Seagate Crystal Reports has far-reaching formula capabilities. This chapter will explain to you what formulas are, how to write basic formulas using Crystal syntax, and the different places that these formulas can be used. I will walk you through opening the Formula Editor and writing a formula, and discuss functions and sample formulas. This chapter will get those of you new to SCR started with formulas, and then move right along into the basics of slightly more complex functions and the use of variables. 1 cover several formula types with the goal that you become comfortable with the formula language and the types of functionality that formulas can bring to your reports. This chapter also includes an introduction to using variable^ (with examples, of course!) to simplify longer formulas.
The chapter covers advanced concepts and examples, such as multi-pass reporting, conditional variables, shared variables, solutions for data type consistency, arrays, using control structures, and other hints and tricks. The Advanced Formulas chapter also introduce^ you to a new variation of the Crystal formula language, Basic syntax, which derives from Visual Basic Script language.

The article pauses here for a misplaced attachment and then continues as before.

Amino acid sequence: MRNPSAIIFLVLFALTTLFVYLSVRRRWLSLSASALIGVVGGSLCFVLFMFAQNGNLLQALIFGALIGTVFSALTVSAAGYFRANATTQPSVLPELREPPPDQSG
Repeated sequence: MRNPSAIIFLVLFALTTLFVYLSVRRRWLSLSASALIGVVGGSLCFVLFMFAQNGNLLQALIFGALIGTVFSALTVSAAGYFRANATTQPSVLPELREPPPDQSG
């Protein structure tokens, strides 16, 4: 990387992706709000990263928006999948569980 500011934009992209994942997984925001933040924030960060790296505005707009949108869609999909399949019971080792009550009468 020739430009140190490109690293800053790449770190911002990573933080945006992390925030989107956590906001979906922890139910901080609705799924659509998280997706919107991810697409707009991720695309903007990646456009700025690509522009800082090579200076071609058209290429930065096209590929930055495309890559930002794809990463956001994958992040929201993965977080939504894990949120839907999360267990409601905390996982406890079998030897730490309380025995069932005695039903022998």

What Can Formulas Do for Me?
Formulas can do many things on your reports. They can be used to manipulate data in your report, such as changing the data type or the way a certain field looks or prints. Using formula functions, you can provide additional information on your reports by performing calculations and analysis of existing data. Formulas provide a means to combine data with text strings and create dynamic conditional functionality for both fields and formatting options.